In 1892 the first all-aluminium seagoing vessel, a 40 – foot yacht, was built in France.
Over 120 years later, aluminium is still a favourite material for maritime craft due to its light weight and ease of fabrication combined with corrosion and fatigue resistance. Aluminium ‘s unique characteristics allow vessel volume and height to be increased without loss of stability. Passenger compartments can be larger and more cabins can be located above sea level. Cruise ships gain increased manoeuvrability and access to shallow draft ports through the use of aluminium. Aluminium claddings of the interiors of large shipping vessels, as well as cruise ships, are attractive and easy to clean. Users report that aluminium craft have been in service for over 30 years with no signs of metal fatigue. Low maintenance is also a significant feature of aluminium vessels.
Large vessels can contain as much as 2,000 tonnes of aluminium. This allows for a considerable weight reduction when compared with their steel counterparts. Aluminium’s use in marine applications can increase the speed and size of boats, yachts, ferries, and ships, while improving their fuel economy, seaworthiness, safety, reliability, maintenance costs. Substitution of aluminium for steel can result in weight savings of 35 to 45% in hulls and 55 to 65% in superstructures. Higher vessel speeds and load capacities can mean extra traffic volume and profit for a ship or boat operator.
Fast ferries, a growing marine application for aluminium, each have the ability to handle up to 1,500 passengers and 375 cars and travel at speeds of 30 – 50 knots. In many cases, integrally stiffened and mechanically interlocked extrusions are used for decks, roofing and other structures with conventional welded extrusions and sheet used for hulls and framing. A modern ferry can use up to 400 tonnes of aluminium.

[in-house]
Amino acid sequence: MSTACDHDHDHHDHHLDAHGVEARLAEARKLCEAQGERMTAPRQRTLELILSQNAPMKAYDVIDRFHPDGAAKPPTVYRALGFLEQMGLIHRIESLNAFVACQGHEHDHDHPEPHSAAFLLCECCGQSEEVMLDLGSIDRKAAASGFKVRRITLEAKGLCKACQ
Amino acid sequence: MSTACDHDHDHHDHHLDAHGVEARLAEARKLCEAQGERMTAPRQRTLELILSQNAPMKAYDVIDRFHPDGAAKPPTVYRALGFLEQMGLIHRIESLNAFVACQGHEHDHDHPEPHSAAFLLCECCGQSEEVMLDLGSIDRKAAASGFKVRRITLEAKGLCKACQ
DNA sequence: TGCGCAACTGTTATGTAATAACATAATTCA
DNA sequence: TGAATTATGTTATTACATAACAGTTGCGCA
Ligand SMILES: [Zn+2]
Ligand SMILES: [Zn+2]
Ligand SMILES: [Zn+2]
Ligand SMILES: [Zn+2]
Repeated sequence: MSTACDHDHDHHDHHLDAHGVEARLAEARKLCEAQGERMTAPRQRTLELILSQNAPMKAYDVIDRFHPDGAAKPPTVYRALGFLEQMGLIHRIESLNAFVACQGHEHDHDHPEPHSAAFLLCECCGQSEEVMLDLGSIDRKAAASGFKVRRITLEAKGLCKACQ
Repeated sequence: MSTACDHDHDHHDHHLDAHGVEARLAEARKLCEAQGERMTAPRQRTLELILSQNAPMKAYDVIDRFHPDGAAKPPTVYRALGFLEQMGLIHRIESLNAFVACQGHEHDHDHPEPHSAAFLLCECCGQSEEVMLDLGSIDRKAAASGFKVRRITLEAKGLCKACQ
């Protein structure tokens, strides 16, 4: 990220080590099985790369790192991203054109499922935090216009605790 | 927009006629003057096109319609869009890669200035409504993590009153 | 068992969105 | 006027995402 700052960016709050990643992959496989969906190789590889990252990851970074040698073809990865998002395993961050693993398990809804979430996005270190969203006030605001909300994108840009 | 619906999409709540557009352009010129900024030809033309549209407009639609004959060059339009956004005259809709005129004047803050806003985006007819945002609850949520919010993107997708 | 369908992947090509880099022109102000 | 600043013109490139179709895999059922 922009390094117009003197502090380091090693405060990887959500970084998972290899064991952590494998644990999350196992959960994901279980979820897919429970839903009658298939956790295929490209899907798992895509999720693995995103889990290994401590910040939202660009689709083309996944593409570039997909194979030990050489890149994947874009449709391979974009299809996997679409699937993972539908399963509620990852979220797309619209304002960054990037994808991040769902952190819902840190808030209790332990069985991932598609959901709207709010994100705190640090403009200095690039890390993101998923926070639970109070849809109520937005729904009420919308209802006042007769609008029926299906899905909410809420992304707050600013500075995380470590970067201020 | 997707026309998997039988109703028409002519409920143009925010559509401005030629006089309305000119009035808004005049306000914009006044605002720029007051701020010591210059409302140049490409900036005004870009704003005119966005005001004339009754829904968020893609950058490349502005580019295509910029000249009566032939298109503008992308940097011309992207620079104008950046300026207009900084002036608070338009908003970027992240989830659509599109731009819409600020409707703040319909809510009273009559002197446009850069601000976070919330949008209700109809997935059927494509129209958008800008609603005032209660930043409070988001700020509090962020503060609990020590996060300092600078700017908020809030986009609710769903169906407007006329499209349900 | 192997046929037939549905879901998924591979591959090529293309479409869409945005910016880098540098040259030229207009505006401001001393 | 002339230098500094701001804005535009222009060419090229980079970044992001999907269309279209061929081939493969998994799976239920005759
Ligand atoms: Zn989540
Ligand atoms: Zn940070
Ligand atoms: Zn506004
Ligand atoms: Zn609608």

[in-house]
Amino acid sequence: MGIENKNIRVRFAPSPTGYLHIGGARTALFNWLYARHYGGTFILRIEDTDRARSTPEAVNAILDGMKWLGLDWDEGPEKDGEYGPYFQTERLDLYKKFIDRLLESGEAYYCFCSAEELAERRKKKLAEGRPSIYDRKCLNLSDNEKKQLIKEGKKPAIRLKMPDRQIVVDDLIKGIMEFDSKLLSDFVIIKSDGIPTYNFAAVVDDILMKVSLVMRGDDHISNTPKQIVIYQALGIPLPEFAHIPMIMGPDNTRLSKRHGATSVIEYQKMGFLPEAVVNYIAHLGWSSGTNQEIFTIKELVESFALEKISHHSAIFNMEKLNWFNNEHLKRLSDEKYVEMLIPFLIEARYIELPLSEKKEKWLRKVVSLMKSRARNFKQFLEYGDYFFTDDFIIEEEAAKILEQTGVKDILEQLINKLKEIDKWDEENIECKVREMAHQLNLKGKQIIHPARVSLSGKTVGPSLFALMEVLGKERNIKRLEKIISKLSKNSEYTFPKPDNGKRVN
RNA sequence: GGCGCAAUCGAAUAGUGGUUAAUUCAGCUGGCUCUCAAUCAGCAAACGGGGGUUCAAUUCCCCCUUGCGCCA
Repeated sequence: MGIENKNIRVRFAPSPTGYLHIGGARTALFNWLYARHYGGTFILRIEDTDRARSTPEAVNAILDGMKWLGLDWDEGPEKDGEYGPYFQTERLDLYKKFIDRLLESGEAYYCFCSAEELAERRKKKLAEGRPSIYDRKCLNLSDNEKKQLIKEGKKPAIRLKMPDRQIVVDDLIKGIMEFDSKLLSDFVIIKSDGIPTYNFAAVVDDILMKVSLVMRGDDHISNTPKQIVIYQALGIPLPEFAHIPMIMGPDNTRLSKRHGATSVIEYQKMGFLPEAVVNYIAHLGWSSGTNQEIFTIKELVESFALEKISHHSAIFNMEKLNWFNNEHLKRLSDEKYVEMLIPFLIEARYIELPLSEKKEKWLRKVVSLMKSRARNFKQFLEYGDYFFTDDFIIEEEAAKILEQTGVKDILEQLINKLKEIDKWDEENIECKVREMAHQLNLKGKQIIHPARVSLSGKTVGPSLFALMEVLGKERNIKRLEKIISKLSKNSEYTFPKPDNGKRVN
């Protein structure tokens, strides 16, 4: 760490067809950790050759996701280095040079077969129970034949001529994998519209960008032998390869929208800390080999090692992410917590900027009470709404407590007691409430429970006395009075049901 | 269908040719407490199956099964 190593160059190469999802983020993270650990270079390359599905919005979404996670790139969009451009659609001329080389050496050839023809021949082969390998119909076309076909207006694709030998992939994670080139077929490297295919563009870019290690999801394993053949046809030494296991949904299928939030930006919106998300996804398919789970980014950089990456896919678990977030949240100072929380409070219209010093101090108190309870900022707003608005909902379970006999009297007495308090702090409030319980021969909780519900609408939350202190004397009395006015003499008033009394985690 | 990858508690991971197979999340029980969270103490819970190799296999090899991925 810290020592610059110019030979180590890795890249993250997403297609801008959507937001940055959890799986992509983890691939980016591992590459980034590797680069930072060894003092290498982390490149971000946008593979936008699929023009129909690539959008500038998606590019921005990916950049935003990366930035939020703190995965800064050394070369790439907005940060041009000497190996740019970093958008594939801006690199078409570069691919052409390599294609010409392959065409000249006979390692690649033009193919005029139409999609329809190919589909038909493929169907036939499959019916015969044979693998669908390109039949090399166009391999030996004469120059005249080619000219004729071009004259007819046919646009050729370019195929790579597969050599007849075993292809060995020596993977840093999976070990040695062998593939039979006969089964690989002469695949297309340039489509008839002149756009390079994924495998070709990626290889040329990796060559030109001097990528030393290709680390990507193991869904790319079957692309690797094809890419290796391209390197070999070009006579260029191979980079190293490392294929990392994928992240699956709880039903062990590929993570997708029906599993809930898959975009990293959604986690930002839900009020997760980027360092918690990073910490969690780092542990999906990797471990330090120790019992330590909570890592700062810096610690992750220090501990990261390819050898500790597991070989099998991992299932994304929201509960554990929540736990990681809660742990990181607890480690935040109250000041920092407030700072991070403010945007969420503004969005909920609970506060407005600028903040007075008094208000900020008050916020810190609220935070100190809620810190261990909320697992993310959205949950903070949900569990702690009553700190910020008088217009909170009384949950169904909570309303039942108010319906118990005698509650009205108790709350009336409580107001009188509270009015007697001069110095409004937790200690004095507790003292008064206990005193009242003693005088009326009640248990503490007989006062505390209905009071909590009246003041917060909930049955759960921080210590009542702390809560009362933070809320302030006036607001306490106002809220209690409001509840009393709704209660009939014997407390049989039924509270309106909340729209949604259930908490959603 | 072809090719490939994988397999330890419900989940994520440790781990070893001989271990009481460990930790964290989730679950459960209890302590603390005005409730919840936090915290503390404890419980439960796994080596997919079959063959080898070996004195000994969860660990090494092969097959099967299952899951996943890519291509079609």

Aluminium-intensive cargo ships with load capacities up to 3,000 metric tonnes are under design to operate at up to 60 knots, cross the Atlantic in under 60 hours, and handle Class 6 seas. Military requirements seek smaller, more agile vessel designs with a lower radar cross section and capable of 60 to 80 knots or more – another excellent fit for aluminium given aluminium manufacturing advances, such as friction – stir welding and structural bonding.
Aluminium is recognized by and complies with the requirements of the High Speed Code of the International Maritime Organization, for vessel design, safety, and control of fire risk. The metal stands up to the torsional, flexural, compression and impact loads of high speed water travel as well as or better than steel. For these reasons it is a key material for use in the construction and fitting out of speed boats, fast ferries, passenger-carrying catamarans, large shipping vessels, cruise ships and military craft.